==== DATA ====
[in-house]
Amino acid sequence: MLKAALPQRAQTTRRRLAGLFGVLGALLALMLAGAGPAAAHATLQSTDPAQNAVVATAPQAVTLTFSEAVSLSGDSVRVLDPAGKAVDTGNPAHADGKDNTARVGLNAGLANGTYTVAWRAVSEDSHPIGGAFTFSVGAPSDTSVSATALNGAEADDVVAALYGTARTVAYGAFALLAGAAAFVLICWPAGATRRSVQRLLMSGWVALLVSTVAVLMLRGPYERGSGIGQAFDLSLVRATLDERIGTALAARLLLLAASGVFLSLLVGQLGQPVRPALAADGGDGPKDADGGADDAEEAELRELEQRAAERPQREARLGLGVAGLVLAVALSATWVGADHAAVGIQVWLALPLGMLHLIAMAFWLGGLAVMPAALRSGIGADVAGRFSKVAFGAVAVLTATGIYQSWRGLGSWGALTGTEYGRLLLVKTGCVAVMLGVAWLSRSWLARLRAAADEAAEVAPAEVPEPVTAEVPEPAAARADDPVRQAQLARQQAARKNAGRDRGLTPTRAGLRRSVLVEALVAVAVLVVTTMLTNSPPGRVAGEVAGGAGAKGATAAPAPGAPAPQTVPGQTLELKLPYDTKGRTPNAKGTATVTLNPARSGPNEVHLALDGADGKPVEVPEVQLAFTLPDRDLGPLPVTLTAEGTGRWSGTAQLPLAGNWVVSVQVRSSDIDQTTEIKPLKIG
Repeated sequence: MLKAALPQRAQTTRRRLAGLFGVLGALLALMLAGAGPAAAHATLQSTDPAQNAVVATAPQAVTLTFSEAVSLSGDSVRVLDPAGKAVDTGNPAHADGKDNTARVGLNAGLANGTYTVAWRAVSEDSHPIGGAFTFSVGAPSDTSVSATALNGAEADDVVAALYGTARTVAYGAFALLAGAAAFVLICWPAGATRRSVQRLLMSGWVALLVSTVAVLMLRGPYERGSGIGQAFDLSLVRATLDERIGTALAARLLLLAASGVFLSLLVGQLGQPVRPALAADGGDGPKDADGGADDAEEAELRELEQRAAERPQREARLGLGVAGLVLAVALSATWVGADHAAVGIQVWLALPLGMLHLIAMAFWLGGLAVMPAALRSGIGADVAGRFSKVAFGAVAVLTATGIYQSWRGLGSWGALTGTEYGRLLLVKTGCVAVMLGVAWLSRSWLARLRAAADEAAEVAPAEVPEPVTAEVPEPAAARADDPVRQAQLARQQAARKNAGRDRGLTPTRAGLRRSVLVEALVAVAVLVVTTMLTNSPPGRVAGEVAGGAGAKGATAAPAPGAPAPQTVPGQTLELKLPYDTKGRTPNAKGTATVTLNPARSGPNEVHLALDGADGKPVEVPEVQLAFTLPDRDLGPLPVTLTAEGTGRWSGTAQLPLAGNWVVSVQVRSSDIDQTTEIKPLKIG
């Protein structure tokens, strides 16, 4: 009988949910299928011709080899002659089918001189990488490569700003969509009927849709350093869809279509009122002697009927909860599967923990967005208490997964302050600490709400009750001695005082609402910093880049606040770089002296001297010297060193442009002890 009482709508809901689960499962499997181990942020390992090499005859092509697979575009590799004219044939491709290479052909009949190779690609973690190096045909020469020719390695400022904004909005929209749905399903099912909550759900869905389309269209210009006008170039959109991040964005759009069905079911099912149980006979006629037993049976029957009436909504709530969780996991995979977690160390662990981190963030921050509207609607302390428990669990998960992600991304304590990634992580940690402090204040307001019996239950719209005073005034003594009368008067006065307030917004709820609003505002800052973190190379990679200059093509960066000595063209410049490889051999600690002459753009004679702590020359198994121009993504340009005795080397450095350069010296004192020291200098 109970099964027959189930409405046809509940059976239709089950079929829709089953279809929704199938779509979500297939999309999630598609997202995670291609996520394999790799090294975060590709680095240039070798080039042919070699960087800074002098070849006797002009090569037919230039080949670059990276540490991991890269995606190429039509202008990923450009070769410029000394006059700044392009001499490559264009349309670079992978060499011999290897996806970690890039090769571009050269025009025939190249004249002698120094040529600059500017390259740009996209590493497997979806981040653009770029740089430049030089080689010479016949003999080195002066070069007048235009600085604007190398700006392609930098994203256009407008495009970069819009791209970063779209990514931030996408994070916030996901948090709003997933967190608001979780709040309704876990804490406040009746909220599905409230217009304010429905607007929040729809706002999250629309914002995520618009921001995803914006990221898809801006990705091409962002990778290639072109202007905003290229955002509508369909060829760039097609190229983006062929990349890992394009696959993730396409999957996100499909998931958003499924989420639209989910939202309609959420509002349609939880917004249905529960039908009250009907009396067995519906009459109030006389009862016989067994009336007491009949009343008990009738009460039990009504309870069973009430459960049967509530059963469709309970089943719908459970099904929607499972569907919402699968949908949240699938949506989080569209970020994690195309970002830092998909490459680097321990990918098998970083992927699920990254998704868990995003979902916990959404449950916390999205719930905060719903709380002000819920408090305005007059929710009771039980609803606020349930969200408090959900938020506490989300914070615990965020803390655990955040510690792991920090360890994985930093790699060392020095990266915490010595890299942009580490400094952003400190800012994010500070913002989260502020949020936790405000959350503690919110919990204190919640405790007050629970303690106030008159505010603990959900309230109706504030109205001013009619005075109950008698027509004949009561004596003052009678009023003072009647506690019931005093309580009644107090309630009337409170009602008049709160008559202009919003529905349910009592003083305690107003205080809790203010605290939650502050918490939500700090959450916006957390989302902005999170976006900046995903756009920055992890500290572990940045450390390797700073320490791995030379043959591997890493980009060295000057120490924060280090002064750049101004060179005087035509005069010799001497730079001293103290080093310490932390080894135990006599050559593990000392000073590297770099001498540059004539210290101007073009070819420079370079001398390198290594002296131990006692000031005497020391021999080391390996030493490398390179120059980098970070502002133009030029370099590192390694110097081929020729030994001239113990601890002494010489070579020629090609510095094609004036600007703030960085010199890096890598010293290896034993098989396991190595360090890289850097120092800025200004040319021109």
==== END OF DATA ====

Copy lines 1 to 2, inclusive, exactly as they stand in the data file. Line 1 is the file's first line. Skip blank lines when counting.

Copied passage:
[in-house]
Amino acid sequence: MLKAALPQRAQTTRRRLAGLFGVLGALLALMLAGAGPAAAHATLQSTDPAQNAVVATAPQAVTLTFSEAVSLSGDSVRVLDPAGKAVDTGNPAHADGKDNTARVGLNAGLANGTYTVAWRAVSEDSHPIGGAFTFSVGAPSDTSVSATALNGAEADDVVAALYGTARTVAYGAFALLAGAAAFVLICWPAGATRRSVQRLLMSGWVALLVSTVAVLMLRGPYERGSGIGQAFDLSLVRATLDERIGTALAARLLLLAASGVFLSLLVGQLGQPVRPALAADGGDGPKDADGGADDAEEAELRELEQRAAERPQREARLGLGVAGLVLAVALSATWVGADHAAVGIQVWLALPLGMLHLIAMAFWLGGLAVMPAALRSGIGADVAGRFSKVAFGAVAVLTATGIYQSWRGLGSWGALTGTEYGRLLLVKTGCVAVMLGVAWLSRSWLARLRAAADEAAEVAPAEVPEPVTAEVPEPAAARADDPVRQAQLARQQAARKNAGRDRGLTPTRAGLRRSVLVEALVAVAVLVVTTMLTNSPPGRVAGEVAGGAGAKGATAAPAPGAPAPQTVPGQTLELKLPYDTKGRTPNAKGTATVTLNPARSGPNEVHLALDGADGKPVEVPEVQLAFTLPDRDLGPLPVTLTAEGTGRWSGTAQLPLAGNWVVSVQVRSSDIDQTTEIKPLKIG